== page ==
Estonia has lately been used as an austerity success story. In 2011, it had a faster economic growth pace than any other country in the European Union, at 7.6 percent (http://www.stat.ee/57509?highlight=majanduskasv). Estonia is also the only EU member with a budget surplus, and had the lowest public debt in 2011 – 6 percent of GDP. Fitch affirmed Estonia’s A+ credit rating (http://www.businessweek.com/news/2012-06-01/estonia-s-rating-affirmed-by-fitch-amid-economic-recovery) at the beginning of June 2012. The New York Times’s Op-Ed columnist and Nobel-Prize winner, economist Paul Krugman, presented some doubts about the Estonian economy (http://krugman.blogs.nytimes.com/2012/06/06/estonian-rhapsdoy/) following the discussions on BBC (http://www.youtube.com/watch?v=kqA4EJe4j5w ) about austerity where Estonia was used as a positive showcase. Krugman’s 67-word entry, entitled “Estonian Rhapsody,” included a figure of GDP growth between 2007-2012 that, in his words, showed “significant but still incomplete recovery” after a deep economic slump. Following Krugman’s post there has been a heated discussions in many social blogs and newspaper articles about the efficiency of austerity measures in Estonia. For instance, Toomas Hendrik Ilves, President of Estonia, had some pretty harsh words about Krugman post on Twitter (https://twitter.com/#!/IlvesToomas). Who is right here? I will present one insight into the Estonian case through a lense of youth unemployment. How has youth unemployment developed during the last recession? Is there still depression or can we see substantial recovery after implementation of austerity measures?
Figure 1. Youth (15-24) by economic status 2008-2011 in Estonia
During the boom years, most young people either worked or studied in Estonia. After the financial crisis at the end of 2008, unemployment started to increase rapidly, reaching its peak in 2010. Since 2011, the youth unemployment rate and also absolute values are decreasing. Compared to 2010, there were 31% less young unemployed people in 2011. It seems that economic recovery which has started already in 2010, has also influenced youth labour market chances, offering more work opportunities.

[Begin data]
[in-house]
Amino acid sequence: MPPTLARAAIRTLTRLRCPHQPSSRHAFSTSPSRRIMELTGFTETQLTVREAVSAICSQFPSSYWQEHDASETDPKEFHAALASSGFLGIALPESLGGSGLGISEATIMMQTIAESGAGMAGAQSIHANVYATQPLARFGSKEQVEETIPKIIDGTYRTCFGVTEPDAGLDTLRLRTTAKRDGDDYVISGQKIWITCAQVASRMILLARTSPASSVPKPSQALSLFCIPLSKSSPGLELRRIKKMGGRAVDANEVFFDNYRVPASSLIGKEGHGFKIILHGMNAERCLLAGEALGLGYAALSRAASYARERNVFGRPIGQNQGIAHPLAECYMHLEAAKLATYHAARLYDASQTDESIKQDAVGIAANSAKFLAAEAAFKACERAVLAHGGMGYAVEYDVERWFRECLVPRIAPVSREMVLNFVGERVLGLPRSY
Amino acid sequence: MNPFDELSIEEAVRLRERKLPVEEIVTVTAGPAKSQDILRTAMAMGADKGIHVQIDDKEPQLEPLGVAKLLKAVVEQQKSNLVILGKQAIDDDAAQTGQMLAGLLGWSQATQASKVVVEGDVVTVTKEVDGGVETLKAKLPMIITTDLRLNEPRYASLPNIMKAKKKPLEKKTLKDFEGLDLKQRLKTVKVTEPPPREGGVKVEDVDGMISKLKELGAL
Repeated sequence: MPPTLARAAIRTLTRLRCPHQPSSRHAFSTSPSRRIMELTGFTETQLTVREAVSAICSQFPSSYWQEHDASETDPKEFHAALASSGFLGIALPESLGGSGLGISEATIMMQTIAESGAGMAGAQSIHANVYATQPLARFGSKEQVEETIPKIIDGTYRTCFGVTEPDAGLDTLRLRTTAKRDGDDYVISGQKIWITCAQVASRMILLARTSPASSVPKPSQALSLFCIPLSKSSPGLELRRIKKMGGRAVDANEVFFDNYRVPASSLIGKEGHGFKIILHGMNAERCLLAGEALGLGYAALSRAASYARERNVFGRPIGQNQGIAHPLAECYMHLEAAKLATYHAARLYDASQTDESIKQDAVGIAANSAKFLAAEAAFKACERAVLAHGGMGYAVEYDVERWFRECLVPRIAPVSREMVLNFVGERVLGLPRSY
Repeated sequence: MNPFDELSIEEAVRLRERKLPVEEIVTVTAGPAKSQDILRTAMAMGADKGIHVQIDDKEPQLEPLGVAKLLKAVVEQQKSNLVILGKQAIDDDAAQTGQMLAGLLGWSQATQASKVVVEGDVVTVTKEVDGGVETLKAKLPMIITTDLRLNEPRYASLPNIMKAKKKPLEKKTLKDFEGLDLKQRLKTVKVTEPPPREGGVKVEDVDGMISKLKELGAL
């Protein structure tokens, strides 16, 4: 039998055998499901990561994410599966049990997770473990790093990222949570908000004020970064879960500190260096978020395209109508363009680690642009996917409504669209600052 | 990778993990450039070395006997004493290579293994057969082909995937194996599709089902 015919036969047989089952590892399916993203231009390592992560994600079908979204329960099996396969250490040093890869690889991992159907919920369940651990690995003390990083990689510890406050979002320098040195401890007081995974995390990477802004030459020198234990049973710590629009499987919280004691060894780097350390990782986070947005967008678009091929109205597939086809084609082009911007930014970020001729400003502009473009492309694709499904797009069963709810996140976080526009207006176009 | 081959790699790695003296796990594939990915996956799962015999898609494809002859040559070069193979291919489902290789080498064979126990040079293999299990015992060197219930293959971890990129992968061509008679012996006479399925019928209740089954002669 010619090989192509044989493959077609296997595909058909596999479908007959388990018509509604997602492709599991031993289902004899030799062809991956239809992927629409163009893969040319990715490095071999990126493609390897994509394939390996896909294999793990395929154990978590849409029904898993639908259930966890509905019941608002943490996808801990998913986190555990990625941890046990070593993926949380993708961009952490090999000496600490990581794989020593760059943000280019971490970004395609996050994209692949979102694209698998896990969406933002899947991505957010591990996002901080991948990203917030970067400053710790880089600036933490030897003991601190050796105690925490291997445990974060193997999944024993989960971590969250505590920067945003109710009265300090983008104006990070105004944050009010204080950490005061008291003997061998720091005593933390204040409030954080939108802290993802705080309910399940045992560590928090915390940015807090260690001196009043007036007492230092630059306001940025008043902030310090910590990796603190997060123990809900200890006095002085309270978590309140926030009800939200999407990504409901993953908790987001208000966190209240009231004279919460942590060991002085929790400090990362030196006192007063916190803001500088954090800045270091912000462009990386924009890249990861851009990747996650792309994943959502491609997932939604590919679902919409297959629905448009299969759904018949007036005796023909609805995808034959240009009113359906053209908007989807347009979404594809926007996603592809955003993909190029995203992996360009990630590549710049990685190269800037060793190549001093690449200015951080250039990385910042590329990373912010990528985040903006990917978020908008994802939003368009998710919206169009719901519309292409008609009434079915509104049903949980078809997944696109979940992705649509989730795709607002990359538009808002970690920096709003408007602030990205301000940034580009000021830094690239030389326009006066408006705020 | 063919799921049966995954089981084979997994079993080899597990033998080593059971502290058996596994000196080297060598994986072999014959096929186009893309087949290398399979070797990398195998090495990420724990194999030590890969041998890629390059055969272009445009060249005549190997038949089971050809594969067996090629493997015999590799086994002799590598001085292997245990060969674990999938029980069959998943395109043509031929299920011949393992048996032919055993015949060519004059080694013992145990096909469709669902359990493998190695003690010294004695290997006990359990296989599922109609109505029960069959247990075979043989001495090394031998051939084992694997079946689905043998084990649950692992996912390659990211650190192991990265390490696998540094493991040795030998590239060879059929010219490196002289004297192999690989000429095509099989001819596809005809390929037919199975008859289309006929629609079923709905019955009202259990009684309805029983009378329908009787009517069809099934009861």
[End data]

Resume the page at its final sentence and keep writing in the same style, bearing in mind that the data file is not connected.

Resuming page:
Figure 2. Youth (15-24) employment and unemployment dynamics 2008-2011 in Estonia
Next, let’s take a more general look at youth employment and unemployment dynamics between 2008 and 2011. Due to the economic crisis, the youth employment rate decreased to 22,9% at the beginning of 2010; thereafter there has been gradual increase. The average employment rate in 2011 was 31%, which is 5,7% higher than a year before.
Young people were especially hit by the crisis as is visible from unemployment dynamics. The youth unemployment rate changed dramatically as it rose from 7,5% at the beginning of 2008 to 40,6% at the beginning of 2010. Thus, the youth unemployment rate jumped up by 33,1% within 2 years! Since the second half of 2010, the youth unemployment rate has decreased sharply. By the end of 2011, the youth unemployment rate was 22,7%. We can note a substantial improvement in youth unemployment, however, the rate of unemployment is still three times higher than before crisis.
As we saw after the rapid contraction of the economy in 2009-2010 the economic situation has recovered in Estonia. At least labour market figures showed clear signs of improvements in youth labour market chances. How does the Estonian recovery look against the backdrop of other European Union member states?
In 2010, the highest youth unemployment was observable in countries hit the hardest by the economic crisis: southern countries like Spain, Greece, Italy, Portugal, Baltic countries and Ireland and Slovakia. Estonia landed between Greece and Italy in 2010. However, one year later, Estonia was the only country among rocketing youth unemployment countries, who managed to reduce youth unemployment substantially. In 2011, the youth unemployment rate in Estonia was close to the EU-27 average (22.3% vs 21.4%).
Figure 3. Youth (15-24) unemployment dynamics 2019-2011 in European Union
In the first paragraph, I raised the question: who is right? Can Estonia serve as the success story of austerity measures? Without doubt, the Estonian economy has improved quickly after the economic slowdown, youth unemployment indicators can serve as an example. At the same time, youth unemployment is still higher than before the crisis, thus the youth integration into work and/or training is still a crucial issue. Another question is if the economic recovery can be attributed solely to the austerity measures. One has to keep in mind that not single measures have an impact, but the whole package. The Estonian deep crisis was smoothened by at least two other influential factors in addition to austerity measures: remarkable inflow of EU structural funds since 2008 and the good economic shape of the country’s main export partners in Scandinavia. However, youth unemployment still calls attention as every single unemployed young person needs attention to avoid scarring effects for later (working) lifes.